This is the third post in a new monthly series called Excavating Archaeology, which will feature selections and research from the Jay I. Kislak Collection of the Archaeology & History of the Early Americas and related materials, housed in the Geography and Map Division & Rare Book Division of the Library of Congress.
Writing is a strange invention. One might suppose that its emergence could not fail to bring profound changes in the conditions of human existence. –Claude Levi-Strauss, Tristes Tropiques
In 1555 the first dictionary of an indigenous language from the Americas was published in Mexico City. The volume entitled, Aqui comiença vn vocabulario enla lengua castellana y mexicana, was by Alonso de Molina (1514–79), a Franciscan cleric and grammarian. In it Molina outlined the basic structure of Nahuatl, an Uto-Aztecan language spoken in central Mexico since at least the tenth century, and the lingua franca at the time of the arrival of the Europeans in 1519.
The book was published by Giovanni Paoli (1500 ? – 1561), who on June 12, 1539, had set sail from the Spanish city of Seville with a cargo that would change the face of the Americas forever. On board with Paoli came all the materials and knowledge necessary to start publishing books in the Americas. Perhaps better known by his Spanish name, Juan Pablos, he had been sent to the New World by Juan Cromberger (d. 1540), one of the most successful printers in Spain, to establish the first printing press on the new continent. Juan Pablos arrived in Mexico City in October 1539 and quickly set up a press that would become known as the Casa de Juan Cromberger. Between Pablos’ arrival and his death in 1561, he published 37 titles, only some of which survive to the present day.
During the early parts of the sixteenth century, Indigenous languages began to be more widely studied and read, quickly producing such printed masterworks as the aforementioned Aquí comiença un vocabulario en la lengua castellana y mexicana, and Molina’s great masterwork the Vocabulario en lengua castellana y Mexicana, a bilingual dictionary of Spanish and Nahuatl, published in 1571.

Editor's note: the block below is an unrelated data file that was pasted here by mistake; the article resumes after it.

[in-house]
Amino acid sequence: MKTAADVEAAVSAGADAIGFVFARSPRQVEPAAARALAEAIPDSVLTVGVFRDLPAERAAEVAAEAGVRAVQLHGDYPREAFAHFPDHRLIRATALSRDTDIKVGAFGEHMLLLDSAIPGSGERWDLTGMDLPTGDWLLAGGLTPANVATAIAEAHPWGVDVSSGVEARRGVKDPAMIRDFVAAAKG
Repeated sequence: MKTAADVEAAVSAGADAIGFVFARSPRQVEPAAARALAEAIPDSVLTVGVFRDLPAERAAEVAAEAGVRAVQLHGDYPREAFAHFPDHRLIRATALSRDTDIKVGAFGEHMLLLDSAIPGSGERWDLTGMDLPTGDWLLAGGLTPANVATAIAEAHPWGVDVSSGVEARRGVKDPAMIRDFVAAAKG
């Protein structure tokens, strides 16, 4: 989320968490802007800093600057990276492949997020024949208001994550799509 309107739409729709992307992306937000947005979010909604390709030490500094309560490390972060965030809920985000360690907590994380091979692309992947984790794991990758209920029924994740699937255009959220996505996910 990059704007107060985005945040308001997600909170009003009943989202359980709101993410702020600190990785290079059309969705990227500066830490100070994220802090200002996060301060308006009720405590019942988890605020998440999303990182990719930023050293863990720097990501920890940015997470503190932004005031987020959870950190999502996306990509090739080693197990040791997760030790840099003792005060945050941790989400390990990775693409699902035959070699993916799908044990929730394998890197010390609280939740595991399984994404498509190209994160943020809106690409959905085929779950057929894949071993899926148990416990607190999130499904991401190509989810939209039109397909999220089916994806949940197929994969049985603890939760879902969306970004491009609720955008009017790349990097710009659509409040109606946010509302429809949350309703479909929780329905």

The dictionary from 1571 was a work that took many years to assemble and contains more than 23,600 entries divided into two sections; a Spanish-to-Nahuatl part consisting of 118 folios, while the more often used Nahuatl-to-Spanish section is made up of 162 folios. Molina, although originally from Extremadura, Spain, came to the Americas as a young child, and during his youth played with and became friends with the Nahautl speaking children that surrounded him, learning the language and its complicated polysynthetic grammar from them.
The dictionary itself is a masterwork of lexicography and is critical for scholars, linguists, and archaeologists studying both the history of the language and how its was spoken and understood in the sixteenth century. Molina’s actual techniques for collecting his information are not well understood, nor is how he kept track of all the linguistic complexities he was dealing with and recording.
The dictionary is very different from what most readers would be familiar with and contains a wealth of idiomatic expressions, treating the grammatical structure of Nahuatl in original ways. For example, the word Eua, which in Nahuatl means “to lift something,” has many entries outlining its various uses and listing the nuanced idiomatic meanings of the word.
The most important feature of Molina’s entries are the way he cited verbs. As above, with the verb Eua, he first cites the present tense “root” of the verb, after which come all the various inflected forms with prefixes and suffixes that change its tense and transitivity. This way of looking at the language is a very powerful tool for scholars trying to understand early Nahuatl manuscripts relating to the history of Nahuatl culture, both before and after the coming of Europeans. Molina’s entries show how widely the meaning of a word ranges across idioms and records the uses of words not frequently found in typical dictionaries.
Early dictionaries, glossaries, and grammars like Molina’s masterpiece, and others found in the Jay I. Kislak Collection, along with those still being created today for endangered languages across the world, are sources for trying to understand the relationship and evolution of linguistic families, and are some of the most far-reaching tools for preserving the history of these cultures and their languages for the future.